5 courses that recently closed

Struggling golf courses continue to close. Here is a sampling of five in the American South.

• A pair of whiskey producers in Fort Worth, Texas wants to put one of the city’s oldest golf properties out of business.

Leonard Firestone and Troy Robertson, the owners of Firestone & Robertson Distilling Company, have agreed to buy Glen Garden Country Club, a 102-year-old venue that once claimed Ben Hogan and Byron Nelson as members. If the sale is consummated, F&R will build a visitors’ center and begin distilling bourbon and its award-winning blended whiskey on the property.

“In our business, having land is very important,” Firestone told the Fort Worth Star-Telegram.

The sellers, Clarence Dowdy and Malcolm Tallmon, had hoped to sell Glen Garden to a group willing to maintain its John Bredemus-designed golf course.

• It appears that Hurricane Katrina will soon claim another victim.

Brechtel Park Golf Course, a municipal track in suburban New Orleans, Louisiana, was ravaged by the storms of 2005 and has been abandoned since 2011. The city says it’s “continuing to review options” regarding the 18-hole layout, but the New Orleans Advocate’s reporting indicates that it’ll eventually be “reborn as something different.”

The city had hoped to find an operator who’d reopen Brechtel, but the local private sector wasn’t convinced that that nearly 50-year-old track would ever turn a profit.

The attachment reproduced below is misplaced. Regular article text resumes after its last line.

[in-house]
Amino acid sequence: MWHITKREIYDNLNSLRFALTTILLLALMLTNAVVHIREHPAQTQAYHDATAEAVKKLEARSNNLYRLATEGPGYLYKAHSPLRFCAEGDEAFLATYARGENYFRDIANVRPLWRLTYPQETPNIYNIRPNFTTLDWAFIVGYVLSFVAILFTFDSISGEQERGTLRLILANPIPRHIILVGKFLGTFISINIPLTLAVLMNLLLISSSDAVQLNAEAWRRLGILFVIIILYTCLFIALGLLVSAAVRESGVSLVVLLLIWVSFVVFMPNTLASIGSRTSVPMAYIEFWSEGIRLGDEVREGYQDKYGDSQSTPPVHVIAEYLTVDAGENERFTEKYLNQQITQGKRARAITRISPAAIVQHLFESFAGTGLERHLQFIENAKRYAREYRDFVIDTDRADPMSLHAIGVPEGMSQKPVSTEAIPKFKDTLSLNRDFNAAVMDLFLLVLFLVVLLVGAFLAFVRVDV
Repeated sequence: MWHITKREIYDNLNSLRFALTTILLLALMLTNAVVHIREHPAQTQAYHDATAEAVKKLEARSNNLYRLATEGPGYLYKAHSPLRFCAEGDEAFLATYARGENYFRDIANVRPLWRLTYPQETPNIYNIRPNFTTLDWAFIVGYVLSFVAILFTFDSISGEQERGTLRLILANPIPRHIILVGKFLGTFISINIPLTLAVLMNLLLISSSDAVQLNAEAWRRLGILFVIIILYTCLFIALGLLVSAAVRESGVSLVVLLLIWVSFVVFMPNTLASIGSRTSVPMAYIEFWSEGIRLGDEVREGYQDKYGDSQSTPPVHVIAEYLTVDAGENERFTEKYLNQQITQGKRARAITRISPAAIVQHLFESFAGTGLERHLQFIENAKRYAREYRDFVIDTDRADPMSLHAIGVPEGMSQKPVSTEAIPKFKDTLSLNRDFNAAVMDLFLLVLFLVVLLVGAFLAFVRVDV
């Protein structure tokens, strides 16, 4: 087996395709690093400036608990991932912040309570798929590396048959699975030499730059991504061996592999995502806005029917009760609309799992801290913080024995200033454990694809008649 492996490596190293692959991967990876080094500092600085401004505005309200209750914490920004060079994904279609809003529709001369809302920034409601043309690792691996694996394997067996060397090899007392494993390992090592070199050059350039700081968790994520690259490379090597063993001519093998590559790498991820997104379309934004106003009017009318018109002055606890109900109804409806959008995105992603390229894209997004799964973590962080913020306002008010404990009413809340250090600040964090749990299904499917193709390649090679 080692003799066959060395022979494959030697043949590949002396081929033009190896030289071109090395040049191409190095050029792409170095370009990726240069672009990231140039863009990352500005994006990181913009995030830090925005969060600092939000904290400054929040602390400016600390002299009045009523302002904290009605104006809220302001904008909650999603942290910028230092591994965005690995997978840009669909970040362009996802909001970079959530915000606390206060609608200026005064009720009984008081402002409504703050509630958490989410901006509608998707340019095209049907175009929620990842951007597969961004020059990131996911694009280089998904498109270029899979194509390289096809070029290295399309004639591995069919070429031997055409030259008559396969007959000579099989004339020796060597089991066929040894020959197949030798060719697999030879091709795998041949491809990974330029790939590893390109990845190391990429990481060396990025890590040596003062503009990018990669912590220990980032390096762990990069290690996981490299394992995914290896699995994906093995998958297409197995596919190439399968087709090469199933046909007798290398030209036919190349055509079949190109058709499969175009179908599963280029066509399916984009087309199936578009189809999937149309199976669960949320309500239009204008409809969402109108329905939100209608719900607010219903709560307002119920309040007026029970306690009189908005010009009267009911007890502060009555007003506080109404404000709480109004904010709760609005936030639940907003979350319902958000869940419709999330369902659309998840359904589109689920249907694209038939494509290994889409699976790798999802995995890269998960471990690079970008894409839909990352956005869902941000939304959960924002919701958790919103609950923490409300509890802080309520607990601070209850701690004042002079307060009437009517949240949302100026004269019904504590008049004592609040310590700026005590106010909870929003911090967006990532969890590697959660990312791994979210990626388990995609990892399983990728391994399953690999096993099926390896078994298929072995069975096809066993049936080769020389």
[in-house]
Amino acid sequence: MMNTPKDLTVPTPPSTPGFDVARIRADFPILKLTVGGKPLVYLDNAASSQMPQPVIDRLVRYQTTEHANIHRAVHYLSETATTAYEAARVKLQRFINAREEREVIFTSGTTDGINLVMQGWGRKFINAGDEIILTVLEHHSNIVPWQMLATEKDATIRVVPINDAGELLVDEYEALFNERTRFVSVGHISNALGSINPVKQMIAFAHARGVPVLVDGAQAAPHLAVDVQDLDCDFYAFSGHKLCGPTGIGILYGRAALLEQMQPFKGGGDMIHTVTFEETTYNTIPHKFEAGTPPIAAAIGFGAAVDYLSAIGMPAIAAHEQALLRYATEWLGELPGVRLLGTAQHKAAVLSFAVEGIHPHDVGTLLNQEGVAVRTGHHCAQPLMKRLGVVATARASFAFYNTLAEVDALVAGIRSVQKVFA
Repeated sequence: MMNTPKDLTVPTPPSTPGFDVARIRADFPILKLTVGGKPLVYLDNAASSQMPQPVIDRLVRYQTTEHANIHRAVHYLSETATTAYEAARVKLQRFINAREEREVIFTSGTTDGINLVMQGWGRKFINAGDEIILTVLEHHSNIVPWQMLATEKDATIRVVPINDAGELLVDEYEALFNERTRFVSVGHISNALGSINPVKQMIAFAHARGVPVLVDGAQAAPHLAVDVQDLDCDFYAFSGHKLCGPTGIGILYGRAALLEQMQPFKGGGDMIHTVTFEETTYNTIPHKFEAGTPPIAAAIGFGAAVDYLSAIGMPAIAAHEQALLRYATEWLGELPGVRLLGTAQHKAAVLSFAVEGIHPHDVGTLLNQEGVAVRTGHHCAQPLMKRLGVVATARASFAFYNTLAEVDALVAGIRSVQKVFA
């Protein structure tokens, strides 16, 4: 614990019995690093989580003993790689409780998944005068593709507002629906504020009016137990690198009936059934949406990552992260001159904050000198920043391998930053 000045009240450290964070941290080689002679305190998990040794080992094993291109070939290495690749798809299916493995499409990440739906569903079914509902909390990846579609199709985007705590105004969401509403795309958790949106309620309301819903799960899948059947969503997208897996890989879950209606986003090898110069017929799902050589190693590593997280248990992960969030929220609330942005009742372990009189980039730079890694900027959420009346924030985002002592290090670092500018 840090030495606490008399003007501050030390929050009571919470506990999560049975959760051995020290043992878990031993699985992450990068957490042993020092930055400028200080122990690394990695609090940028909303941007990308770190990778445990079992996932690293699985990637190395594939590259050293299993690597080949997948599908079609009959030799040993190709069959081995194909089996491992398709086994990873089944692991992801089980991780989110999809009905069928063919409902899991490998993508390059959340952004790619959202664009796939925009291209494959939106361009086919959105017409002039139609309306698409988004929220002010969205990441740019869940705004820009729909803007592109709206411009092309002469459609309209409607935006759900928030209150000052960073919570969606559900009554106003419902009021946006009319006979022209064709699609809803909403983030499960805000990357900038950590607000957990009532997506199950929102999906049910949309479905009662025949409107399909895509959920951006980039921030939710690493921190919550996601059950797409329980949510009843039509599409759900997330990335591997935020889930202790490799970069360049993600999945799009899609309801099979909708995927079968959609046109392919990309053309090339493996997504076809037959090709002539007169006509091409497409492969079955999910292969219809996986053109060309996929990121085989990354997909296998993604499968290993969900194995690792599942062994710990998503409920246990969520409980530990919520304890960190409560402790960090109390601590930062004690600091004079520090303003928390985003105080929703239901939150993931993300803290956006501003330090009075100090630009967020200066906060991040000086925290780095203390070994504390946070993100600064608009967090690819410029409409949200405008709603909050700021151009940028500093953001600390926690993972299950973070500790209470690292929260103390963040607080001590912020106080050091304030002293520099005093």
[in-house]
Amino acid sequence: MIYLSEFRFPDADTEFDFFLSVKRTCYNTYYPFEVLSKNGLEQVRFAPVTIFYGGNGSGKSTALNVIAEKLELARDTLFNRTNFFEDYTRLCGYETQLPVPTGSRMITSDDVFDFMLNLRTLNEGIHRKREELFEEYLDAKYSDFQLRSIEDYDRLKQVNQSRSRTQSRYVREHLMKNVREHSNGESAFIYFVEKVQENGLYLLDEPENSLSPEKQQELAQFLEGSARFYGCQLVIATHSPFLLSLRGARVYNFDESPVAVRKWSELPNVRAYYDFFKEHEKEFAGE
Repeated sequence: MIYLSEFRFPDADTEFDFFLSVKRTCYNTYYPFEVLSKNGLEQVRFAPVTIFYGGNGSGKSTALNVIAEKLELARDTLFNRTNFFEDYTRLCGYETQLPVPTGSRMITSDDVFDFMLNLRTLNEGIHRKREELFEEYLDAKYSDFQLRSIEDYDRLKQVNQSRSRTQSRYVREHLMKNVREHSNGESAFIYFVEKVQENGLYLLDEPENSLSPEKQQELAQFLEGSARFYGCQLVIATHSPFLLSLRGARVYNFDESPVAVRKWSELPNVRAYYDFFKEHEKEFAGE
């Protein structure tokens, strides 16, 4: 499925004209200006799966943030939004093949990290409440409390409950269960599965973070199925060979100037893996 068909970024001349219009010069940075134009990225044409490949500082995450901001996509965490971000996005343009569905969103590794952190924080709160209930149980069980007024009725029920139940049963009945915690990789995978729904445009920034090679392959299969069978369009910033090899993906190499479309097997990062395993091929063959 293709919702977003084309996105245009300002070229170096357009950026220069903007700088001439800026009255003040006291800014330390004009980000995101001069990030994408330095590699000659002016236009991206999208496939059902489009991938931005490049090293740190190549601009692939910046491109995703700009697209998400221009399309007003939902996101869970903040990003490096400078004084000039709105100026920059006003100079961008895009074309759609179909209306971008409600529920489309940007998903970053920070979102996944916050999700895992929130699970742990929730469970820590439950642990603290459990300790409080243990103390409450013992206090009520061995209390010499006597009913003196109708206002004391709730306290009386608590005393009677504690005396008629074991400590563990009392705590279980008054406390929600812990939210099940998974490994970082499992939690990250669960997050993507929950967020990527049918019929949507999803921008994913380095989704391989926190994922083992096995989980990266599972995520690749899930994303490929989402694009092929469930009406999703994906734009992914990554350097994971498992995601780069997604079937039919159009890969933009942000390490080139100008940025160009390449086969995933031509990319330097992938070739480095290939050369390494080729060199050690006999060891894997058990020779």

• Just days after its lender initiated foreclosure proceedings, a bankrupt country club in Jackson, Mississippi officially kicked the bucket.

Colonial Country Club, which had operated since 1946, was trapped between a rock and a hard place: too many competing courses and not enough golfers. “It used to be one of the busiest courses in the state,” one of the club’s employees told WAPT-TV. “I never thought it would come to this.”

• You can kiss goodbye to Deerfield Country Club. After a 50-year run, the club and its 18-hole, executive-length golf course in Deerfield Beach, Florida will make way for a technology park.

Gator Development Group sold the club last year, to a group that believes its business park will attract companies like Google and Amazon to Broward County, the South Florida Business Journal reported. 

• In Elizabethtown, North Carolina, a golf course whose greens had been cooking in the summer sun has met its end.

Carolina Sands Golf Club, a 52-year-old venue owned by Don and April Britt, succumbed to the elements last month, after many of its customers departed for greener pastures. A foreclosure sale has taken place, according to the Fayette Observer, and a group of local residents has expressed an interest in the property.

One of the course’s former owners described some of the course’s greens as being “good,” others as “fair,” and a few as “really bad.”

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